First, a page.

I have a friend, Bert, who is a strong follower of Jesus and also is homeless. He travels from church to church, from homeless ministry to another, receiving when he must and helping when he can. He’s often a bit too loud, and sometimes he just has to suddenly leave, but he has been a great encouragement to me for many years.
Bert related a story about a time he visited a church who was going to have a free meal for the public after their Sunday service. My friend, as was usual, arrived as the sun was just rising. He squatted against a wall and read the Bible, preparing for a long wait. Unexpectedly, it began to snow. Bert wasn’t ready for that, and his camp was a distance away. He wasn’t sure what to do, when he noticed that the church had a basement window open. He said to himself, “I’ve helped this church out a lot and they know me. I’m sure they won’t mind that I slip in out of the snow for a couple hours.” So he entered through the window and hung out in the basement. It was so warm and cozy in the basement, he fell asleep.
He awoke to a screaming church member who discovered him in the basement as she was preparing for service. She ran to get the pastor and Bert gathered his wits to get out. The pastor confronted him and Bert tried to explain. The pastor was already on the phone with the police. In a brief time, Bert was arrested for breaking and entering, and ended up spending that day in jail.
When every church begins a ministry to the homeless or poor, allowing non-members on their facility, there are questions that get brought up:
- “Does our insurance cover this?”
- “What happens if the property is damaged?”
- “How do we deal with violence?”
- “What precautions should we take against theft?”
- “What will be the neighbor’s reaction?”
Questions like these are important to consider. They must be brought up, and precautions should be made. Some may want to say that such questions are unworthy of a compassionate church. After all, we should be welcoming, not cautious. It is true, we need to be welcoming, but we also need to recognize that for every hundred people we serve, most of whom will be grateful and helpful, but a few will want to take advantage of more than just our hospitality. Very rarely, but occasionally violence can occur. Rarely, but occasionally a thief will steal in with the sheep. And we must be wise, recognizing that we will have to deal with it.
But if we are going to minister to the poor, we need to be sure that our compassion outweighs our concerns about security. If we, or some of our congregation, have a tendency to call the police at every sign of trouble, our ministry will be considered a blight not only for the poor who know we cannot be trusted, but for the police who are spending time caring for our anxieties instead of serving the public. If we are going to serve a needy population, we need to be prepared for the inevitable problems that will be “unacceptable” to most of the church.
Love is dangerous Every true ministry involves risk. Jesus recognized this when he said, “If you love only those who love you, what reward will you get? Even sinners love those who love them.” Jesus was trying to communicate to us that our love should not be determined by worldly limitations. Our love should be dramatic, overflowing, even unthinkable. If we are living out the love of Jesus, outsiders should be able to say about us, “Those church people are crazy, but they are helping people no one would help.” We should get complaints from neighbors that we are too generous, too kind. And yes, at times we should be so generous that we might get our insurance cancelled.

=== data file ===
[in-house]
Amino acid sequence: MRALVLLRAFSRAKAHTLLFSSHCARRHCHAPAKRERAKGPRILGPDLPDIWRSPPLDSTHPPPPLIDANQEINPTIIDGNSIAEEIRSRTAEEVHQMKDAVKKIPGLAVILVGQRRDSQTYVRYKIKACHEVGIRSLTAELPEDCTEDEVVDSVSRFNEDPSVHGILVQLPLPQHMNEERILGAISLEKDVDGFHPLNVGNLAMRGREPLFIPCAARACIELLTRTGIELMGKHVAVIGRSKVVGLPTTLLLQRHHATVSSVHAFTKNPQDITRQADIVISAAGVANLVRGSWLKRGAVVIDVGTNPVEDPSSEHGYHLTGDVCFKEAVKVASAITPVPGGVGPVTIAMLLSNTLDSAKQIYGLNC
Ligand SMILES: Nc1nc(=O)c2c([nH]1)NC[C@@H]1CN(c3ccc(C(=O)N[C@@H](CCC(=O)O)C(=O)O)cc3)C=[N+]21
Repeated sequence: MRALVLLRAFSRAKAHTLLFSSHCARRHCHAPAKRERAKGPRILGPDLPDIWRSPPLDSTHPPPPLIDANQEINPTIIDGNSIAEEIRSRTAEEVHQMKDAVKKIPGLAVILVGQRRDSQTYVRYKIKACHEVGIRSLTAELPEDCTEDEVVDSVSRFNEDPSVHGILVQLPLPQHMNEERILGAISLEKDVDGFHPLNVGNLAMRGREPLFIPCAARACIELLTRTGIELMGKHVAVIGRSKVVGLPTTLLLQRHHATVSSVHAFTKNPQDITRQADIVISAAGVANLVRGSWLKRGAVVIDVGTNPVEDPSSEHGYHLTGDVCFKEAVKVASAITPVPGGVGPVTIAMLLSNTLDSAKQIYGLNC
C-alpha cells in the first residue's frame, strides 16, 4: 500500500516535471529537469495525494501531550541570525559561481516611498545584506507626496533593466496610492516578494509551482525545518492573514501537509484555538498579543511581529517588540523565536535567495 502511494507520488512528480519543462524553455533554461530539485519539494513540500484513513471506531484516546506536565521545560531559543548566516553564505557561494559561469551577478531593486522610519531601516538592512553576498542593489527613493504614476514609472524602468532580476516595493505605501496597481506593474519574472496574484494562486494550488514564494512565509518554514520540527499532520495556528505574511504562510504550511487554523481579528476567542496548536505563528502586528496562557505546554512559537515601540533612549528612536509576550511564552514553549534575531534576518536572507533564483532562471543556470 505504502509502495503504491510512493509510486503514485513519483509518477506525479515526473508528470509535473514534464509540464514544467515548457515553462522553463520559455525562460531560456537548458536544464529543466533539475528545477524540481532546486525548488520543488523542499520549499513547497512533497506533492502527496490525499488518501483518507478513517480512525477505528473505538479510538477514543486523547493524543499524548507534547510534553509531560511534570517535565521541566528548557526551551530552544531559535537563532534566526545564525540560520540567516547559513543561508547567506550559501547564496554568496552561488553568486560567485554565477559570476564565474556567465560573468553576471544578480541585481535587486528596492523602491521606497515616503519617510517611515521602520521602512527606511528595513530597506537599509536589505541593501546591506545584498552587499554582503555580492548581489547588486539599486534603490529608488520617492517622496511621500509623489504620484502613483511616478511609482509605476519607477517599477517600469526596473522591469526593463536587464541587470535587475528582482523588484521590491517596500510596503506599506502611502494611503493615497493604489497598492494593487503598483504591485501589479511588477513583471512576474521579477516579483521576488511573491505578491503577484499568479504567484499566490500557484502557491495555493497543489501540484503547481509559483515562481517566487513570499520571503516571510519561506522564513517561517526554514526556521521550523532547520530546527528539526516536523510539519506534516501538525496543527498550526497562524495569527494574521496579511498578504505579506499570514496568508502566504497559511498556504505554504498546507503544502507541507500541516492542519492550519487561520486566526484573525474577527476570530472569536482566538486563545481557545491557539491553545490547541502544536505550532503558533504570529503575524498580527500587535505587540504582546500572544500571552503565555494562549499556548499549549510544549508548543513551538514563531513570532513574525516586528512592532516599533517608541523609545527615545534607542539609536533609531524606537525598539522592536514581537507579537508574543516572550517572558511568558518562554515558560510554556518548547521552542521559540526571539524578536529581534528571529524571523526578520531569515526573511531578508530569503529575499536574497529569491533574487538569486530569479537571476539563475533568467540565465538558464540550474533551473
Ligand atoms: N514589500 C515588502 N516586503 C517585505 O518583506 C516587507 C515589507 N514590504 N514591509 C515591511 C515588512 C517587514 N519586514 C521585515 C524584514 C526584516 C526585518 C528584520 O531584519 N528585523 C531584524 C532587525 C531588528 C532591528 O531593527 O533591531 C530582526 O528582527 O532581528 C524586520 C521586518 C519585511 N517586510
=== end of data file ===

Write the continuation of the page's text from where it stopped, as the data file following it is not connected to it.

Obviously, this is a difficult calling. But let’s face it: love is difficult. And to truly, completely, unconditionally love means facing problems that the average church member would consider unimaginable. But choosing ministry over security means entering an adventure of love—and adventures are never comfortable.
On the other hand, there is a balance. We must be innocent as doves and as wise as serpents. We must love adventurously but not recklessly. We want our environment to be both compassionate and safe. Here are some recommendations to have our ministry strike that balance:
- Be generous to a fault and to a point. Be free in what you can give, and try to be as joyfully generous as you can. But also make determinations of what you give and what resources you provide. Get used to saying, “We don’t provide that, but let’s see if we can find someone else who does.”
- Set boundaries. Basic boundaries are necessary for the safety of all who come to the facility. There will need to be rules, and the rules should be posted. If they are posted, they should be simple and not long. We have four posted rules: “No violence or provoking violence. No stealing. No alcohol or drugs on the property. No blasphemy.” We have posted that no one can spend the night without written permission.
- Plan for the worst. Have your staff gather together to talk about potential situations and about situations that have occurred. Everyone should be allowed to express their concerns, but in the end, Jesus’ call to welcome all and to care for all should win out. It might be recommended for some of the staff to obtain peacemaking training or training on working with the mentally ill.
Some tips on dealing with conflict in ministries to the poor.
When should we call the police? There is a time to call the police, and a time not to. Every church must make that determination themselves, but it should be decided ahead of time. Some of these issues are discussed in this article This essay might provide a beginning point for discussion.
It was cold, but no freezing rain or snow. More than a hundred hungry people from the community were in the basement, waiting in line for a meal. A group from a local church was in the kitchen, putting the finishing touches on the soup, bread and salad they were serving that night. A leader of the church group announced, “Okay, let’s pray.” And the kitchen group gathered in a circle, held hands and prayed a blessing and the Lord’s Prayer together. Then they served the meal on plates, handed it to the waiting folks, who sat down with their meal, ate and left. The kitchen crew gathered all the dirty plates, cleaned them, cleaned the kitchen, swept the floor and they too left.
Sounds like a good night. Why was there something wrong?